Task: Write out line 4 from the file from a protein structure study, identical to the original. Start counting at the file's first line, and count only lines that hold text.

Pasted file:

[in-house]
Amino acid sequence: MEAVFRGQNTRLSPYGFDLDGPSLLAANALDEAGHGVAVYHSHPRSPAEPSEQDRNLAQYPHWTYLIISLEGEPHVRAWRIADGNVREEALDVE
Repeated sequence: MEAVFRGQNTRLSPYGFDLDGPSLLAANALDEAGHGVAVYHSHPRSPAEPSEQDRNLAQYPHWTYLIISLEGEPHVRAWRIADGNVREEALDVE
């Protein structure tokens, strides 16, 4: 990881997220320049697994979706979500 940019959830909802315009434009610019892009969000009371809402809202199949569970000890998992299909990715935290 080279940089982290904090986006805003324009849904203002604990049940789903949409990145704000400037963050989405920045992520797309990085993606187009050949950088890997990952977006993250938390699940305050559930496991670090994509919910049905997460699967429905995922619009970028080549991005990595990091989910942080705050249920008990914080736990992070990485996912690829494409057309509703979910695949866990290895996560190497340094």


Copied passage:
């Protein structure tokens, strides 16, 4: 990881997220320049697994979706979500 940019959830909802315009434009610019892009969000009371809402809202199949569970000890998992299909990715935290 080279940089982290904090986006805003324009849904203002604990049940789903949409990145704000400037963050989405920045992520797309990085993606187009050949950088890997990952977006993250938390699940305050559930496991670090994509919910049905997460699967429905995922619009970028080549991005990595990091989910942080705050249920008990914080736990992070990485996912690829494409057309509703979910695949866990290895996560190497340094």